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Very interesting overview, thanks for sharing. Difficult to say who will benefit from the network sprawl situation, even though I think MS was probably looking in that direction when it bought Yammer...
Toggle Commented Nov 11, 2012 on YamJam12 at Michael Fauscette
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Good to see you pointing this, Michael, I think it's really a critical issue for success. My understanding, based on my experience these past six years, is that "social business management consulting skills", while based on the same basis that more classic management consulting skill, demand a whole new worldview in terms of collaboration and cooperation, transdiciplinarity, social impact and people management. And it's difficult to learn these skills other than on the field I don't see this gap getting any better soon, and it's a shame
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I'm in ! "Never settle. Never. Ever. Not even once"
John, It is a great article, thanks for sharing The question I would have is, how do we transform existing push institutions ? I understand building "pull" institutions, but changing existing ones is extremely hard. As you write: "what about all those wonderful things that the authors indicate will never likely be automated – imagination, creativity, genuine insight and emotional and moral intelligence? These attributes have no place in the push driven institutions we have built. They are ruthlessly rooted out wherever they rear their ugly heads" Actually, the corporate function that should be responsible for fostering imagination and creativity (HR), is today the owner of the classic managerial mindset in most corporations. And even though, individually, many HR executives would like to move in the direction you point out, moving the system is just to hard. I argued some years ago ( that the E2.0 movement was an opportunity as it allowed HR to frame a strategy to develop the firm employees from "users" to "contributors" to "builders". But I still do not see that happening at scale. Maybe you have some examples of push firms transforming themselves into pull firms ?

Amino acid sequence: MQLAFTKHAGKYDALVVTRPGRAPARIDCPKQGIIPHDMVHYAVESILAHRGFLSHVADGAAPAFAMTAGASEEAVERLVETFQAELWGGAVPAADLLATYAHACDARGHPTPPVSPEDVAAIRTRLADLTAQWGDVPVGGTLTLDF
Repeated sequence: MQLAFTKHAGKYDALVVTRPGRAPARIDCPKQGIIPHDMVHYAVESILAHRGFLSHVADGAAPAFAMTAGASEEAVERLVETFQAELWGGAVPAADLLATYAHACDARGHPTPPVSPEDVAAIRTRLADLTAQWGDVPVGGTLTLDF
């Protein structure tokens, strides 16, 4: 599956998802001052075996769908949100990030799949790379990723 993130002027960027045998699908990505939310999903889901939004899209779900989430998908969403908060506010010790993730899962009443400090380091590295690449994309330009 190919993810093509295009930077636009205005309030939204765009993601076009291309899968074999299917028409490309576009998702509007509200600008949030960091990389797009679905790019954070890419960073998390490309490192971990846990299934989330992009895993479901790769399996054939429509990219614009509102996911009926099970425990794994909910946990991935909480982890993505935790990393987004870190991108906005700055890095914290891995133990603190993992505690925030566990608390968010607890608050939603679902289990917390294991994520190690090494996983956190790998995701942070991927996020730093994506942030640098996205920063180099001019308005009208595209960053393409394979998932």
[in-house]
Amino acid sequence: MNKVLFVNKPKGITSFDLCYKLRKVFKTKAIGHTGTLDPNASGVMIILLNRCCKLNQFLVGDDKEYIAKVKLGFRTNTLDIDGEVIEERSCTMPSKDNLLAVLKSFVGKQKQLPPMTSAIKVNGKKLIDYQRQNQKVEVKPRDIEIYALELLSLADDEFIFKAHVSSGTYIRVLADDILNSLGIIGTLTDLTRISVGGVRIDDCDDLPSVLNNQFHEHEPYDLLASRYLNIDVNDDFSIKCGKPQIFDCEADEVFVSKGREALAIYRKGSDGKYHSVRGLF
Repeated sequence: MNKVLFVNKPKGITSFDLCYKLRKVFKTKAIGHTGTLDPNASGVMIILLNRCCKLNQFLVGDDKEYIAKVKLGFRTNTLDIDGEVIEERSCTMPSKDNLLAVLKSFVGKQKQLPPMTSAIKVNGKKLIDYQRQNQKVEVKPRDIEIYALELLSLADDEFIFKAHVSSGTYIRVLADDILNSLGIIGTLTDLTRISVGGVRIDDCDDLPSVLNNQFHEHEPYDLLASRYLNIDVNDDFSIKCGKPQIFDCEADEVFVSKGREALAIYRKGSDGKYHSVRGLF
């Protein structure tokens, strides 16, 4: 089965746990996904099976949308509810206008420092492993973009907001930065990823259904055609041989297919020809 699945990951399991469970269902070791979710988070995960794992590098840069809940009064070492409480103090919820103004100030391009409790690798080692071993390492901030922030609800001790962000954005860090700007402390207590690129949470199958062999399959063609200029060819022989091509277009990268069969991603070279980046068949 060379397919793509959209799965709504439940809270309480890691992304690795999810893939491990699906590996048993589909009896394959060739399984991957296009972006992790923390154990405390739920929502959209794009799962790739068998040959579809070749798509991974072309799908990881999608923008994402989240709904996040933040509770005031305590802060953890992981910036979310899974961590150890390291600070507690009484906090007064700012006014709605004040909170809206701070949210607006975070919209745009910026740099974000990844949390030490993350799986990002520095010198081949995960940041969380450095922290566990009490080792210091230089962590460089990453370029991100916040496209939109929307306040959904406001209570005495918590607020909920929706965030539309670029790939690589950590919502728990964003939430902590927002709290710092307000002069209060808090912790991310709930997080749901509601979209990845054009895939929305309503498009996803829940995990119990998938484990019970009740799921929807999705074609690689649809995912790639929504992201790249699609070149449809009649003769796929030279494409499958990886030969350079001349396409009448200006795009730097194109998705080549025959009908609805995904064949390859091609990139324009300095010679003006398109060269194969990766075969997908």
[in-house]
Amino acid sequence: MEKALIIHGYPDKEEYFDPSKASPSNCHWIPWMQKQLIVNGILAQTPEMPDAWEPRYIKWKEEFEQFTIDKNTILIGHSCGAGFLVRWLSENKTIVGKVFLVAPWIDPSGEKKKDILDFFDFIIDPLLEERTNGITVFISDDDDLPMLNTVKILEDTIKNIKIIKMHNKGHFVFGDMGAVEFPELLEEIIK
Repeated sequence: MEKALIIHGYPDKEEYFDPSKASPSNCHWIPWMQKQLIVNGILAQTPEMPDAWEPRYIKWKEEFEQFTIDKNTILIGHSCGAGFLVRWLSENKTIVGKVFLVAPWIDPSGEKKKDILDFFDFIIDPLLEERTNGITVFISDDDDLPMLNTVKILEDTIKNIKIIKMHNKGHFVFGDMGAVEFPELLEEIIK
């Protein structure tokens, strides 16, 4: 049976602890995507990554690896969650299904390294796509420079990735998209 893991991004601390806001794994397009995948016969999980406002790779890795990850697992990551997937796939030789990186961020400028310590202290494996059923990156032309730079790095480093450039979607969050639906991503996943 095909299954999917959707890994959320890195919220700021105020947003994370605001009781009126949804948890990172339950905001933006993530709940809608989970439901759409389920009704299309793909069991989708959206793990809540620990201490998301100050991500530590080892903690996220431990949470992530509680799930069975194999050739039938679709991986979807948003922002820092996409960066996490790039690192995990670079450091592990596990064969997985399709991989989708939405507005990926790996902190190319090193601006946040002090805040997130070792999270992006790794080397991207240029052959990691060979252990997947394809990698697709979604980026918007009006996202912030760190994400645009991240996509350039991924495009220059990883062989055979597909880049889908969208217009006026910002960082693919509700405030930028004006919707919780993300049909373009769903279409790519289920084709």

Very interesting post. I am working on how social technologies can help HR transcend engagement, and yes, passion development is a worthy goal for an HR team. What I think the focus of your post does is redefine the goal of HR (which should probably change its name, and become just one of the "genes" of an organization). The question I have is about performance, and thank-you Bitstrategist for your comment also. In my opinion performance management is a key pilar of the industrial organization (pre-big shift organization if you'd prefer). I wonder whether the very word performance is not a limit to the development of passion in an organization ... because I think that is what you are pointing at. Passionate people do not search performance. Performance management was invented to control workers work in an industrial setting, when they left their autonomy and creativity outside the corporations, and whatever passion they had with it.
Hello John Truly interesting article, I had not read your previous HBR one. Having lived for some time in Asia, I have to say your views totally match previous feelings (more than explicit thoughts). Today, I feel there is ground for institutional innovation also in developed economies, if only leadership mindset would change and accept the social/technological tsunami under way (today, it is mostly FB or twitter, but those are only premises) as an opportunity to rethink business. Thanks for this idea. Luis
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